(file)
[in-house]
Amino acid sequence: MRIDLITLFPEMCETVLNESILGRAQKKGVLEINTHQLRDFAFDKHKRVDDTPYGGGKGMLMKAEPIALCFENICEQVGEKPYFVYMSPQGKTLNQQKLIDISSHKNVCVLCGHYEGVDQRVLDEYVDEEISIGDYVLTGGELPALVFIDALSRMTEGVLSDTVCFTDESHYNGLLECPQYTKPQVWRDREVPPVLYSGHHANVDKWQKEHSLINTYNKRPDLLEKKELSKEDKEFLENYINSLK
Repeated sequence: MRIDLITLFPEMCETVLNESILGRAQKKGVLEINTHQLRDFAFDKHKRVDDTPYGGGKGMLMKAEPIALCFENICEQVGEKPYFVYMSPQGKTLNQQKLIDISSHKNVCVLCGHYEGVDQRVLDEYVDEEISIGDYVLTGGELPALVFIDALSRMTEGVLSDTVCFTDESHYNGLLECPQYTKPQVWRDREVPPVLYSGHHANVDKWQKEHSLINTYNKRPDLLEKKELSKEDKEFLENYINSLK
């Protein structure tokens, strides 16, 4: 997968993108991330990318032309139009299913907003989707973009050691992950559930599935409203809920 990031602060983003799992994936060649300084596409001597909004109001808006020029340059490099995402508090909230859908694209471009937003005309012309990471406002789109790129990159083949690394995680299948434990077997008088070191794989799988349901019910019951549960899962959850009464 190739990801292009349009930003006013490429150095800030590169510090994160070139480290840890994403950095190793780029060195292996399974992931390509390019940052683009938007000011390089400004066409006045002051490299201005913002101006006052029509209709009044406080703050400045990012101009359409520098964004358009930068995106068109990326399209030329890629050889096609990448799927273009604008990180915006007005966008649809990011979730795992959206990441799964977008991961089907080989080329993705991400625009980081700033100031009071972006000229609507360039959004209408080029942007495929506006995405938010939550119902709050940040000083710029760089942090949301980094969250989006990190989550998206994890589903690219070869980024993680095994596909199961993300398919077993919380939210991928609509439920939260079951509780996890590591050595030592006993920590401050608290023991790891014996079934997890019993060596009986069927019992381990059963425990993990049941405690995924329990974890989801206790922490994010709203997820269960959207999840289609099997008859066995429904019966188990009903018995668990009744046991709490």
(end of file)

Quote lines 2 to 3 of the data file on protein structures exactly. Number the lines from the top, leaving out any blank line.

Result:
Amino acid sequence: MRIDLITLFPEMCETVLNESILGRAQKKGVLEINTHQLRDFAFDKHKRVDDTPYGGGKGMLMKAEPIALCFENICEQVGEKPYFVYMSPQGKTLNQQKLIDISSHKNVCVLCGHYEGVDQRVLDEYVDEEISIGDYVLTGGELPALVFIDALSRMTEGVLSDTVCFTDESHYNGLLECPQYTKPQVWRDREVPPVLYSGHHANVDKWQKEHSLINTYNKRPDLLEKKELSKEDKEFLENYINSLK
Repeated sequence: MRIDLITLFPEMCETVLNESILGRAQKKGVLEINTHQLRDFAFDKHKRVDDTPYGGGKGMLMKAEPIALCFENICEQVGEKPYFVYMSPQGKTLNQQKLIDISSHKNVCVLCGHYEGVDQRVLDEYVDEEISIGDYVLTGGELPALVFIDALSRMTEGVLSDTVCFTDESHYNGLLECPQYTKPQVWRDREVPPVLYSGHHANVDKWQKEHSLINTYNKRPDLLEKKELSKEDKEFLENYINSLK